Tuesday, 18 September 2012


We've been trying to make sure the stories we collect represent the Ebbw Fach fairly, with an even spread of stories from along its length. Not only that, we hoped to achieve even numbers of men and women, an even spread of young and old. Let alone representing the minority groups carefully.

So we've been puzzled to find that our storytellers are predominantly older men and younger women. We have begun seeking older women and younger men, approaching places and organisations where they might be found.

But one of the Mythbusting storytellers, a delightfully reflective university student, has pointed out that the people who are coming forward to tell stories reflect the population and culture of the Valley. There are more older people than young, and, culturally, the men act as spokespeople in that generation. Older women are more likely to hold back and just let the men talk.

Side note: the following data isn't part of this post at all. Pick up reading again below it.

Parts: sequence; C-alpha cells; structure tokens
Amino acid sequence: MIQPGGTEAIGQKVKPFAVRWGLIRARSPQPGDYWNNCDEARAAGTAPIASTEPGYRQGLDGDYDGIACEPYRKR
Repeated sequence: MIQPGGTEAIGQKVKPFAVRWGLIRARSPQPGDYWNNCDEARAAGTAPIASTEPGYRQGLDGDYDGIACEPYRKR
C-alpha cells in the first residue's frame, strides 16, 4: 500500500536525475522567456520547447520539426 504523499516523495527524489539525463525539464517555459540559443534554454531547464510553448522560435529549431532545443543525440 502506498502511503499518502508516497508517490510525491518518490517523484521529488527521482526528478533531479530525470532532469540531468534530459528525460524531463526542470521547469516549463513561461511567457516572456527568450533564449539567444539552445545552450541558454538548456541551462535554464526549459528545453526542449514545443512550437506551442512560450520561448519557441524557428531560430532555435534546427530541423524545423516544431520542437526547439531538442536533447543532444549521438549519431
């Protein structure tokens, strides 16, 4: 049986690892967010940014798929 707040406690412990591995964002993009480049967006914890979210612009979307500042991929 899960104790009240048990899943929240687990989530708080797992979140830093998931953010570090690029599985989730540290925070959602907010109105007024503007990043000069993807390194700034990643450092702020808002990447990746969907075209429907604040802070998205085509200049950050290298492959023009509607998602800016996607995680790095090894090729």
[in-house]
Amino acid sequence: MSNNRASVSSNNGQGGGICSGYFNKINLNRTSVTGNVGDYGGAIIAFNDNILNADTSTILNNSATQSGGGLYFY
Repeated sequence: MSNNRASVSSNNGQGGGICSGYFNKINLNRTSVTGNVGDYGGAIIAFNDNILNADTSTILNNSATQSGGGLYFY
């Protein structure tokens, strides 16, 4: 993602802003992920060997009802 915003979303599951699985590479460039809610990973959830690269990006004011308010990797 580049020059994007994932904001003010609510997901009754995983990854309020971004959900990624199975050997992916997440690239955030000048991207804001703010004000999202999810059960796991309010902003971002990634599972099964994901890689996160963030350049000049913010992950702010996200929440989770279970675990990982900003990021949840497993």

Amongst younger people, if the boys are in work, they won't be free to talk to us, and if they are hanging around on the streets........And what young man is really keen to talk and chat?

That begs the question of why the girls have been free to tell us stories. In some cases employers have given us permission to talk to them, and in others the girls have been shift workers.

Stereotypes? Well, it's challenged our ways of thinking about fair representation.

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